Returning to school when your child has Special Educational Needs

It is not unusual for both parents and children to feel a degree of anxiety at the beginning of the academic year; however September 2020 brings a unique experience for all those who return to school and education.

It will be a challenging time ahead for teachers and schools who have been tasked with using a £650 million premium, spread across primary and secondary schools during 2020/2021 to help children ‘catch up’ for time away from formal education.

Whilst for many this return is much anticipated, understandably some parents and children will be more ill at ease than others. The apprehensions of parents of children with SEN (Special Educational Needs) are at this time, especially understandable.

During the beginning of lockdown those children awarded with Education, Health and Care (EHC) plans were among children who could attend school, however, these were not guaranteed places but based on risk assessments carried out by Local Authority and Schools.

To obtain a school place children’s needs would need to be met as ‘safely or more safely … in the educational environment” (than at home). With schools running on skeleton staff, many children were deemed safer at home and therefore required to stay there. Of course many children with SEN and those who receive support within school but do not have an EHC plan were expected to stay at home.

The difficulties parents have faced in motivating children to willingly take part in homeschooling have been well-documented in the shape of internet memes and funny anecdotes on platforms such as Twitter and TikTok. Perhaps some of the parents of SEN children have been leading the vanguard on the 3pm wine swilling memes. Those parents of children with complex needs have had a particular and uniquely difficult time and one made especially poignant by the inevitable isolation that withdrawal of services during lockdown has caused. The organisation Contact concluded from a survey of 4,000 parents of disabled children that as many as 76% of families had all support withdrawn and up to 70% of parents eligible for a school place did not take them, due to concerns regarding their children’s health or lack of correct provision.

As amusing as Covid homeschooling strife has been portrayed, it is apparent that returning may bring about many more worries than just how to keep children safe from the virus. It is difficult to visualise how SEN children, in particular, will be eased into return and how their needs will be met. Whilst certain educational settings will attract more funding per pupil and the government statement on funding addresses the needs of more disadvantaged pupils, it seems inevitable that schools will be challenged with providing robust tutoring to those who need it the most. Whilst the evidence for effective tutoring is good, addressing the individual needs of SEN children within the classroom is essential and takes a dynamic mindset rather than mere funding.

It is important to remember that schools have an obligation to provide clear information regarding the support your child with SEN will receive. On returning to an educational setting it is pertinent to provide parents with the information the government has provided surrounding SEN. The definition of SEN encompasses children who ‘have learning difficulties or disabilities that make it harder for them to learn than most children and young people of the same age.’ Many children progress differently but the falling short of educational ‘landmarks’ or perhaps excessive emotional difficulties surrounding attending school may be an indication of needing further support and it is always prudent for parents to communicate worries regarding progress with their child’s school.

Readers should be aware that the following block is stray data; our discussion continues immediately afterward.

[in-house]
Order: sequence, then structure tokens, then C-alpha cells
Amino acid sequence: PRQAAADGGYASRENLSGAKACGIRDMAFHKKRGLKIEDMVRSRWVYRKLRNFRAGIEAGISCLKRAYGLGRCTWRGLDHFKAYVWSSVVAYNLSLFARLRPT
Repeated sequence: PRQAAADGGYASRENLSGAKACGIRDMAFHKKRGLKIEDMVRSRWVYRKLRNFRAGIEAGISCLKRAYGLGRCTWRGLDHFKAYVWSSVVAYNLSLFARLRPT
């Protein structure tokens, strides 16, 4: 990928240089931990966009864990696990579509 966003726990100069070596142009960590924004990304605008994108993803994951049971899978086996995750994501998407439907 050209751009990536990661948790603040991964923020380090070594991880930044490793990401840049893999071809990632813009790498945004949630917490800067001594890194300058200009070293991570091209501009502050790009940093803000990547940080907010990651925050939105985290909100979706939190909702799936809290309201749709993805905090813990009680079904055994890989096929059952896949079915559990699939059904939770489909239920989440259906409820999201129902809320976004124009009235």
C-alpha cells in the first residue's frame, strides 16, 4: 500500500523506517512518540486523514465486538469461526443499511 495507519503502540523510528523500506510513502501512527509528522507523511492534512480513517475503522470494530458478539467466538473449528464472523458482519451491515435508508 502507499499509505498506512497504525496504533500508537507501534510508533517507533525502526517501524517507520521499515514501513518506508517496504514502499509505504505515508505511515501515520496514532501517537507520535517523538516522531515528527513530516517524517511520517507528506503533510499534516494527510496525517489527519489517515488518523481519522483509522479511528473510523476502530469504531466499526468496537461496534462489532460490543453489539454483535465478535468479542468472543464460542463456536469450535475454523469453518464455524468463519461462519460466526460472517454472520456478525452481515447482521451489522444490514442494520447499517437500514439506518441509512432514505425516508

Teachers should provide Quality First Teaching, which relies on teaching children at their level of knowledge, rather than age expectations; all communication should be clear, with repetition, brevity and vocabulary should be explicitly taught if needs be. Some children will need techniques for difficulties such as concentration and a class teacher should be able to ask for techniques from the schools’ SENco (Special Educational Needs co-ordinator) when needed. Teachers are required to have high expectations of all children and robust assessment methods to indicate progress. If despite best efforts of both child and teacher there continues to be concerns in areas such as communication, cognition, social, emotional and mental health and sensory and/or physical needs then a ‘graduated approach’ should be put in place. This requires assessment, planning, carrying out and reviewing of support and interventions, the key factor is that this becomes documentation and in communication with parents. Indeed, young people aged 16-25 are expected to play a key part in designing any support or interventions. It is a requirement that educational settings do their very best to support SEN. Children whose needs cannot be met by a graduated response can apply for more detailed support in the form of an Educational Health Care plan. Teachers, SENcos or outside agencies may advise the need to apply for an EHC, which will be assessed by the Local Authority.

Educational Health Care plans are, once in place, a legal documentation and Educational settings are obliged to carry out the care and health recommendations stated. There are two sections of an EHC plan, F includes educational support and G includes health support ultimately Local Authority is charged with safeguarding that plans are adhered to. In government guides, parents are encouraged to seek advice if they have disagreements, each Local Authority will have a process in order to do this. Organisations such as Leeds SENDIASS can provide impartial advice.

The principles behind providing care and support for our SEN children is that it is an expectation. Good practice from schools, teachers, SENcos and Local Authority are essential and not optional. Clear communication between practitioners and parents can provide the corner stone of a relationship which build a child or young person’s future, indeed according to Special educational needs and disabilites a guide for parents: ‘All children have the right to an education that enables them to make progress so they can … become confident individuals and live fulfilling lives’.